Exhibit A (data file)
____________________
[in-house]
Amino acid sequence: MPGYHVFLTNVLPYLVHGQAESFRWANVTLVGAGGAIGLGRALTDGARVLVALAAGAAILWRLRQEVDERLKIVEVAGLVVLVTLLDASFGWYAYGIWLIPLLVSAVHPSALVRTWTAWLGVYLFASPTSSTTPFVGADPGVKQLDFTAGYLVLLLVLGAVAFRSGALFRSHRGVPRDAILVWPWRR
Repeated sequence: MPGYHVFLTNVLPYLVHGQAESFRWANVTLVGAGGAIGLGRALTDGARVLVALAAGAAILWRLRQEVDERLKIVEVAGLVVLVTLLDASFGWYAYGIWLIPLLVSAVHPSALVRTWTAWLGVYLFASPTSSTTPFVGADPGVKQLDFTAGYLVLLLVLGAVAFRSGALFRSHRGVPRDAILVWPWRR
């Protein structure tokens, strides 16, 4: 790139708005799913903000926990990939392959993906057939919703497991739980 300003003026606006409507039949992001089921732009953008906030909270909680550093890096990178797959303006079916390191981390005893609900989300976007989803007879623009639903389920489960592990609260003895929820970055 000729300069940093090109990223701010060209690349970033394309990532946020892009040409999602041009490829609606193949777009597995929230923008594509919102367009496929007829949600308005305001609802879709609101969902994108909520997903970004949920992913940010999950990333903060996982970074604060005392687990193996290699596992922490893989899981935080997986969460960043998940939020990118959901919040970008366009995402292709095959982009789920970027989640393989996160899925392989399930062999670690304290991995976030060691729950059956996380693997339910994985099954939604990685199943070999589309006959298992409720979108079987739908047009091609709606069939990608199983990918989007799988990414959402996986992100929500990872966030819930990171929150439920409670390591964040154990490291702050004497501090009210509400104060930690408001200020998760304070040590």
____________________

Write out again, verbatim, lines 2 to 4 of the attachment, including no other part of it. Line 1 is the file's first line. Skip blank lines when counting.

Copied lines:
Amino acid sequence: MPGYHVFLTNVLPYLVHGQAESFRWANVTLVGAGGAIGLGRALTDGARVLVALAAGAAILWRLRQEVDERLKIVEVAGLVVLVTLLDASFGWYAYGIWLIPLLVSAVHPSALVRTWTAWLGVYLFASPTSSTTPFVGADPGVKQLDFTAGYLVLLLVLGAVAFRSGALFRSHRGVPRDAILVWPWRR
Repeated sequence: MPGYHVFLTNVLPYLVHGQAESFRWANVTLVGAGGAIGLGRALTDGARVLVALAAGAAILWRLRQEVDERLKIVEVAGLVVLVTLLDASFGWYAYGIWLIPLLVSAVHPSALVRTWTAWLGVYLFASPTSSTTPFVGADPGVKQLDFTAGYLVLLLVLGAVAFRSGALFRSHRGVPRDAILVWPWRR
């Protein structure tokens, strides 16, 4: 790139708005799913903000926990990939392959993906057939919703497991739980 300003003026606006409507039949992001089921732009953008906030909270909680550093890096990178797959303006079916390191981390005893609900989300976007989803007879623009639903389920489960592990609260003895929820970055 000729300069940093090109990223701010060209690349970033394309990532946020892009040409999602041009490829609606193949777009597995929230923008594509919102367009496929007829949600308005305001609802879709609101969902994108909520997903970004949920992913940010999950990333903060996982970074604060005392687990193996290699596992922490893989899981935080997986969460960043998940939020990118959901919040970008366009995402292709095959982009789920970027989640393989996160899925392989399930062999670690304290991995976030060691729950059956996380693997339910994985099954939604990685199943070999589309006959298992409720979108079987739908047009091609709606069939990608199983990918989007799988990414959402996986992100929500990872966030819930990171929150439920409670390591964040154990490291702050004497501090009210509400104060930690408001200020998760304070040590």